BSD 2.11 - man page for xstr (bsd section 1)
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xstr - extract strings from C programs to implement shared strings
xstr [ -c ] [ - ] [ file ]
Xstr maintains a file strings into which strings in component parts of a large program are
hashed. These strings are replaced with references to this common area. This serves to
implement shared constant strings, most useful if they are also read-only.
xstr -c name
will extract the strings from the C source in name, replacing string references by expres-
sions of the form (&xstr[number]) for some number. An appropriate declaration of xstr is
prepended to the file. The resulting C text is placed in the file x.c, to then be com-
piled. The strings from this file are placed in the strings data base if they are not
there already. Repeated strings and strings which are suffices of existing strings do not
cause changes to the data base.
After all components of a large program have been compiled a file xs.c declaring the com-
mon xstr space can be created by a command of the form
This xs.c file should then be compiled and loaded with the rest of the program. If possi-
ble, the array can be made read-only (shared) saving space and swap overhead.
Xstr can also be used on a single file. A command
creates files x.c and xs.c as before, without using or affecting any strings file in the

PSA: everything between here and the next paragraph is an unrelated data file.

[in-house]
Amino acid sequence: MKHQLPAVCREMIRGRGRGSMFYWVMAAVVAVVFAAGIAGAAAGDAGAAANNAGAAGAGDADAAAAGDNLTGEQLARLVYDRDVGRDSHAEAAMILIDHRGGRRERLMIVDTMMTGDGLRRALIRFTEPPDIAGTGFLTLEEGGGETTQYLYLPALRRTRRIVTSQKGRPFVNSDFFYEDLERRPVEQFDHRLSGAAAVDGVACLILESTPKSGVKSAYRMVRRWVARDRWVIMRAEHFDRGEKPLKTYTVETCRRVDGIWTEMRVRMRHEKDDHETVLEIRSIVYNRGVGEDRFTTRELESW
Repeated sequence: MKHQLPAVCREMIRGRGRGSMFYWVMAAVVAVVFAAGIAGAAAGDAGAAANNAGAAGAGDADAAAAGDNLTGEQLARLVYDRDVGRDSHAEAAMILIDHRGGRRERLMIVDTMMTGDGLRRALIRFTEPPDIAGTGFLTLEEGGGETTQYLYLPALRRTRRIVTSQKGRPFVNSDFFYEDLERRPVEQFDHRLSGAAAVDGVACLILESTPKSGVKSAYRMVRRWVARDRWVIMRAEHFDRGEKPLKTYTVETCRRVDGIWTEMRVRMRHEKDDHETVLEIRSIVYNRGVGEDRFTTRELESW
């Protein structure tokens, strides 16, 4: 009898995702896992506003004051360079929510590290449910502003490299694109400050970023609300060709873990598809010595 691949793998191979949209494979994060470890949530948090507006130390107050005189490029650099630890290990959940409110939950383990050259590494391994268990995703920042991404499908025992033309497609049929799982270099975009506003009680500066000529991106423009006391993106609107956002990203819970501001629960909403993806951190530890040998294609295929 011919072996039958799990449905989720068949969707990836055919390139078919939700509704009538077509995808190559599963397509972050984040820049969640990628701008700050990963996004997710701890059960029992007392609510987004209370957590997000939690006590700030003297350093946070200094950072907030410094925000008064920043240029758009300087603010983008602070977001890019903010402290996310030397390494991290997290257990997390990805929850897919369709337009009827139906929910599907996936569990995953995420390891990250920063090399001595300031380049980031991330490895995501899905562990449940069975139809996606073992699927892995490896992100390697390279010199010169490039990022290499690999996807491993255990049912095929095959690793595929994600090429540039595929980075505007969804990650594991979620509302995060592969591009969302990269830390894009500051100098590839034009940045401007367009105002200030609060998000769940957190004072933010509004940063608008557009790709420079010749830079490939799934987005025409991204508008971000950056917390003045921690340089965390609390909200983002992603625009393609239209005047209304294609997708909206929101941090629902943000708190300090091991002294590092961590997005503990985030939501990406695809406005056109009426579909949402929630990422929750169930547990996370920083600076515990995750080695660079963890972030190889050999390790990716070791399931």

It may be useful to run xstr after the C preprocessor if any macro definitions yield
strings or if there is conditional code which contains strings which may not, in fact, be
needed. Xstr reads from its standard input when the argument `-' is given. An appropri-
ate command sequence for running xstr after the C preprocessor is:
cc -E name.c | xstr -c -
cc -c x.c
mv x.o name.o
Xstr does not touch the file strings unless new items are added, thus make can avoid
remaking xs.o unless truly necessary.
strings Data base of strings
x.c Massaged C source
xs.c C source for definition of array `xstr'
/tmp/xs* Temp file when `xstr name' doesn't touch strings
If a string is a suffix of another string in the data base, but the shorter string is seen
first by xstr both strings will be placed in the data base, when just placing the longer
one there will do.
3rd Berkeley Distribution May 7, 1986 XSTR(1)
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